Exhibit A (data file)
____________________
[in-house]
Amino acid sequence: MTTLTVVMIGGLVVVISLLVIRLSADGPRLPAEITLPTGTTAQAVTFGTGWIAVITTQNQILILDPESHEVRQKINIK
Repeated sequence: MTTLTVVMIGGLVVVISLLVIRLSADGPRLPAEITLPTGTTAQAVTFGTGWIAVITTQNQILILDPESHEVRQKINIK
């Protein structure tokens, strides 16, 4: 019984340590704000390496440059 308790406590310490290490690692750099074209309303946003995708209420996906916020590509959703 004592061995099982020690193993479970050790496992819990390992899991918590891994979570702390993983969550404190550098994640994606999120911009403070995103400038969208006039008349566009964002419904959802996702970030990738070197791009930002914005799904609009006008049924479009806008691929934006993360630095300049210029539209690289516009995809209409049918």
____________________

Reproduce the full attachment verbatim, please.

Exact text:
[in-house]
Amino acid sequence: MTTLTVVMIGGLVVVISLLVIRLSADGPRLPAEITLPTGTTAQAVTFGTGWIAVITTQNQILILDPESHEVRQKINIK
Repeated sequence: MTTLTVVMIGGLVVVISLLVIRLSADGPRLPAEITLPTGTTAQAVTFGTGWIAVITTQNQILILDPESHEVRQKINIK
């Protein structure tokens, strides 16, 4: 019984340590704000390496440059 308790406590310490290490690692750099074209309303946003995708209420996906916020590509959703 004592061995099982020690193993479970050790496992819990390992899991918590891994979570702390993983969550404190550098994640994606999120911009403070995103400038969208006039008349566009964002419904959802996702970030990738070197791009930002914005799904609009006008049924479009806008691929934006993360630095300049210029539209690289516009995809209409049918």